This unassuming booth in Tompkins Square Park invites typists to tap away at the keys of a digitally-enhanced typewriter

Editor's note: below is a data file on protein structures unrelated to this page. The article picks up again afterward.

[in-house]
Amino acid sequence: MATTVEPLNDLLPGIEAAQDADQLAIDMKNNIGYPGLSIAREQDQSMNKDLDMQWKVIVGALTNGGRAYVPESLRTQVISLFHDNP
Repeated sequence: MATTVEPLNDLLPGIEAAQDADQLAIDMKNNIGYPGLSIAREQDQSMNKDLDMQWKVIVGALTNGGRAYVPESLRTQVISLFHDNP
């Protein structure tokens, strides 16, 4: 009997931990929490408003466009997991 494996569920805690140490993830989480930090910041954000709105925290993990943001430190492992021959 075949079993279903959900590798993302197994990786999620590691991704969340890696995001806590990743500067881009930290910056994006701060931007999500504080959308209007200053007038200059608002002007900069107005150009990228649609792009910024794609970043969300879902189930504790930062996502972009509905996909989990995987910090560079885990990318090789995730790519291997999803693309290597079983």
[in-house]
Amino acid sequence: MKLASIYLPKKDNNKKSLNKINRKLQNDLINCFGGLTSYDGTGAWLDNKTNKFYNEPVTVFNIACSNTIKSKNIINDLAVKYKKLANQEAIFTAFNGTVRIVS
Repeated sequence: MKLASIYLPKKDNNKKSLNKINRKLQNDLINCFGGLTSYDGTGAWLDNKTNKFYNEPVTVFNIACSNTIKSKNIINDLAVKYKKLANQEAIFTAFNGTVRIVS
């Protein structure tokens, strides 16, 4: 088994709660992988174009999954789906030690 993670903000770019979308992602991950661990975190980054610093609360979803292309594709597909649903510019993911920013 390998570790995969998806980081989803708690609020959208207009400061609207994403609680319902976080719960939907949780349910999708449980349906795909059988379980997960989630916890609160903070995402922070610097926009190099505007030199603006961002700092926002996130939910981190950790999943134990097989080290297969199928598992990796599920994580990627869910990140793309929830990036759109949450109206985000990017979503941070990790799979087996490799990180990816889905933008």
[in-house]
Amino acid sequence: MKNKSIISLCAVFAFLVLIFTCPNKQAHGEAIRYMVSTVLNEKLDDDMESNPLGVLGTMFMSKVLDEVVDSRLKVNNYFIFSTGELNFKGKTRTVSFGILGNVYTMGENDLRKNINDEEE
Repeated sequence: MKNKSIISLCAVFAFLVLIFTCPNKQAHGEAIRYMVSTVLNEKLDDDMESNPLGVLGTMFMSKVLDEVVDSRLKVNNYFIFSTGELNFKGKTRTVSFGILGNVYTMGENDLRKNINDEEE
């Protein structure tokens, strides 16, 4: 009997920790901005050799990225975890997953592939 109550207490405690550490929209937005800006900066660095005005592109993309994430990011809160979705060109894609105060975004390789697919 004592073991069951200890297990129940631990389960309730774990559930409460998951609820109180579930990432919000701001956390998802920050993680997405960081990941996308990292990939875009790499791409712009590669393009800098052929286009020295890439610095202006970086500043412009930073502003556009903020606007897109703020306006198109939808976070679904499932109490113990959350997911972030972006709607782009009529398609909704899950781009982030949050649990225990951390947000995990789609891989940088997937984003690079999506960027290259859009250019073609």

Social media-crazed society is no doubt used to broadcasting intimate TMIs (Too Much Information) on grocery store runs and breakups, but the upcoming Typewriter Project in New York City's East Village strives to unlock the literary subconscious of the city with a strategically-placed typewriter booth. From June 14 through July 19, visitors to Tompkins Square Park are encouraged to enter the wooden booth and type out a thoughtful stanza or two. Helpfully, the booth looks out onto the Hare Krishna Tree to soothe the mind and jog the conjugation of metaphors. However, the old-school quaintness of the concept belies its technologically-advanced machinations. The Sterling is fitted with a USB kit, and a sensor underneath the innocent-looking typewriter records every keystroke onto an iPad, which is charged by a solar panel on the roof of the booth. New entries will be uploaded online in real time to a dedicated website, while a box into which the typewriter feeds also preserves a hard copy. An attendant mans the booth at all times to explain the operation of a typewriter to the millennial types who have never heard of Paul McCartney nor glimpsed a typewriter. Conceptualized by poets Stephanie Berger and Nicholas Adamski of the Poetry Society of New York, the upcoming East Village installation is the project’s second iteration, with the first having launched last summer outside Building 555 on Governor’s Island, intriguingly named "The Poetry Brothel." Berger, who has resided in the East Village for ten years, rescued a number of landfill-destined typewriters abandoned on the curb. She and Adamski initially earmarked these typewriters for their project, but the cost of repairs outweighed the price of a new typewriter. Experts at Gramercy Office Equipment Co. recommended a sturdy typewriter that could withstand public use. “It’s a much more physically engaging activity than a computer. You have to type harder but not way too hard,” Berger told Bedford and Bowery. Contingent on additional funding, Berger and Adamski plan to install more booths in New York City and eventually spread the idea around the world by turning the booth into an easily replicated kit. To view poetry from the Governor’s Island installation (updated every few months), visit www.subconsciousofthecity.com.